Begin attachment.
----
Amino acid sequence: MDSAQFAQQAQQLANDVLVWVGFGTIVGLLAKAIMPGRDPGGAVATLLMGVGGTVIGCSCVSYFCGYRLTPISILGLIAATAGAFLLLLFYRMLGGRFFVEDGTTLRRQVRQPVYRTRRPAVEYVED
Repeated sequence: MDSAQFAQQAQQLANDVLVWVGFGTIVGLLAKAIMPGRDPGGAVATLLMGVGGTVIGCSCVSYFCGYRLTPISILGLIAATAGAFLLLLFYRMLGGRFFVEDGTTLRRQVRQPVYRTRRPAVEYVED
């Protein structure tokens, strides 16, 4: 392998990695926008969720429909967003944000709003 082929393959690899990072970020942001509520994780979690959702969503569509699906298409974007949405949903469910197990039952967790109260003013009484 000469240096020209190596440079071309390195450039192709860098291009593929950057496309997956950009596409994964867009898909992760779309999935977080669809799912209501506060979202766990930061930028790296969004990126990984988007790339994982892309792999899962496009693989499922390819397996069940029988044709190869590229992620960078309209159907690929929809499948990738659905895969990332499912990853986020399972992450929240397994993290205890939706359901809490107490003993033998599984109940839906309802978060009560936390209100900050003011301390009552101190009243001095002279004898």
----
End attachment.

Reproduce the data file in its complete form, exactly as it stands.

Amino acid sequence: MDSAQFAQQAQQLANDVLVWVGFGTIVGLLAKAIMPGRDPGGAVATLLMGVGGTVIGCSCVSYFCGYRLTPISILGLIAATAGAFLLLLFYRMLGGRFFVEDGTTLRRQVRQPVYRTRRPAVEYVED
Repeated sequence: MDSAQFAQQAQQLANDVLVWVGFGTIVGLLAKAIMPGRDPGGAVATLLMGVGGTVIGCSCVSYFCGYRLTPISILGLIAATAGAFLLLLFYRMLGGRFFVEDGTTLRRQVRQPVYRTRRPAVEYVED
């Protein structure tokens, strides 16, 4: 392998990695926008969720429909967003944000709003 082929393959690899990072970020942001509520994780979690959702969503569509699906298409974007949405949903469910197990039952967790109260003013009484 000469240096020209190596440079071309390195450039192709860098291009593929950057496309997956950009596409994964867009898909992760779309999935977080669809799912209501506060979202766990930061930028790296969004990126990984988007790339994982892309792999899962496009693989499922390819397996069940029988044709190869590229992620960078309209159907690929929809499948990738659905895969990332499912990853986020399972992450929240397994993290205890939706359901809490107490003993033998599984109940839906309802978060009560936390209100900050003011301390009552101190009243001095002279004898």